It's a hot and heavy firefly season, but you'd better look fast while the looking is good.
So says Ted Burk, a Creighton University biologist who keeps tabs on issues such as insect sexual activity around Omaha because he's “among we quirky few that never outgrow our bug stage.”
The thick, persistent snow cover that many people complained about all winter paid off for fireflies, Burk said. It insulated the top layer of soil from the deepest freezes, allowing more fireflies-to-be to survive in their burrows. Then an unusually warm May accelerated everything.
“It seems to me we are a week or two ahead of our normal seasonality,” he said, judging the lightning-bug turnout this year to be “well above average,” though not spectacular.
For fans who see blinking bug butts as one of summer's joys, the show is soon to fade. Firefly season usually runs from about mid-June to mid-July, with stragglers flickering on into early August, he said. “The big numbers will probably start to fall off pretty sharply pretty soon now.”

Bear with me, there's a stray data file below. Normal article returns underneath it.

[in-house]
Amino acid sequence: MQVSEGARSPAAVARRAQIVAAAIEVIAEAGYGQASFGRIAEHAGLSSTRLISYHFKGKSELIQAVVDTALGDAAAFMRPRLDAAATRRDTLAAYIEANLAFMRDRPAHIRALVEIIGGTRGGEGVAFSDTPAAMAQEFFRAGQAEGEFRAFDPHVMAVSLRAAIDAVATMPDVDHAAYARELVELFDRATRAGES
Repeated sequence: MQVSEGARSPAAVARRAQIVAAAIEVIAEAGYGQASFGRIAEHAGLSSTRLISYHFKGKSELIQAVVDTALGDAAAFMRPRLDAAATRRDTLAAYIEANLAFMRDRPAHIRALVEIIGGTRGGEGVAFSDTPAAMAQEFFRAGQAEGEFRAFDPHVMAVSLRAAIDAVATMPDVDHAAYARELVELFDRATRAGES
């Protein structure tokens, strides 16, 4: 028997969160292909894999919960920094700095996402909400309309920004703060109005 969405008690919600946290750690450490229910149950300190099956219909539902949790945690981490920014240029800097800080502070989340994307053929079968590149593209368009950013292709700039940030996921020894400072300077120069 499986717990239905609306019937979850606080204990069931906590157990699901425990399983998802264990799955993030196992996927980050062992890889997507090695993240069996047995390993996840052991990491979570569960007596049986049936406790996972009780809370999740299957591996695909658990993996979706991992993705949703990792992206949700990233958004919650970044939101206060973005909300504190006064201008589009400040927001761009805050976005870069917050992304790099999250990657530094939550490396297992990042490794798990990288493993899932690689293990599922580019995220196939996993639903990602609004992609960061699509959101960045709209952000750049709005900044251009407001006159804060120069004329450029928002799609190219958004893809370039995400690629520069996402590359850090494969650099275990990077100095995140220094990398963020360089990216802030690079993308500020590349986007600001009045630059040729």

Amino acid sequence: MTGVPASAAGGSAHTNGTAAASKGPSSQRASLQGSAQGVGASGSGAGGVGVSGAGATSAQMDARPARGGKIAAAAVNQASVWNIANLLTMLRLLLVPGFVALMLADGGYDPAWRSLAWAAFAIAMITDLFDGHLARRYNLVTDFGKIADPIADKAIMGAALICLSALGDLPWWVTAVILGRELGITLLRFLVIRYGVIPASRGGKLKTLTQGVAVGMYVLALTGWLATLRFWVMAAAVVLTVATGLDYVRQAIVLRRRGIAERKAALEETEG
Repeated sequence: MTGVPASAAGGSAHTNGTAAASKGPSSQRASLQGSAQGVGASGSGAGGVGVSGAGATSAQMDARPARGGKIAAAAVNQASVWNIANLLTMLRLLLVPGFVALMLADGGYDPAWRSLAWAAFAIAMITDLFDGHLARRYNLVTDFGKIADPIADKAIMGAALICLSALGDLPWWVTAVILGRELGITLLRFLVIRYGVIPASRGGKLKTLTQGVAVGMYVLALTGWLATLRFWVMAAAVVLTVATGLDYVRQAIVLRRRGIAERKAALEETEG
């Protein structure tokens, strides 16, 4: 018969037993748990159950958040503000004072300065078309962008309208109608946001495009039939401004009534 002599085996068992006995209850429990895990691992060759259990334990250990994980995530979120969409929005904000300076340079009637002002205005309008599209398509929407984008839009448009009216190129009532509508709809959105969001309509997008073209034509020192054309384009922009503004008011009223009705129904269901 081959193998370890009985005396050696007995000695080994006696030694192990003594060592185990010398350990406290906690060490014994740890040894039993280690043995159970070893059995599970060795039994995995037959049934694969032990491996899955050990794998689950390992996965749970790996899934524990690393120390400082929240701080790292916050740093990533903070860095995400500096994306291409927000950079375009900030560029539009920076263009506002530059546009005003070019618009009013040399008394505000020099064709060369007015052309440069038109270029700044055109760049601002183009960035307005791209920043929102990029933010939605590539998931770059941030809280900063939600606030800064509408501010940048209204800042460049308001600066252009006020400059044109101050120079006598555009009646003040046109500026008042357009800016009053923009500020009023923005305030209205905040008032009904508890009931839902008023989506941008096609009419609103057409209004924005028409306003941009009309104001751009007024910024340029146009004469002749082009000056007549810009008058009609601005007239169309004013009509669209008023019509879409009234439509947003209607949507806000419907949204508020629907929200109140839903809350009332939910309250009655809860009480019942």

It's a meat market out there, you know. All that heinie illumination is about Mr. Firefly searching for Ms. Right.
He flashes from the air: “Hey, babee!”
She flashes back — if she likes what she sees — from the ground.
He zooms in, hoping to be the first suitor in line. Love blooms. And the foundation of future firefly seasons is laid.
In fact, the firefly is a symbol of passionate love in Japan, where the insect's first appearances are followed intently and mapped in the news, along with dragonfly and cicada sightings, Burk said.
“We in the West don't pay that kind of close attention to nature anymore, especially the small and inconspicuous things like insects,” he said. “I think we miss out on a lot of little pleasures in life by not paying more attention.”
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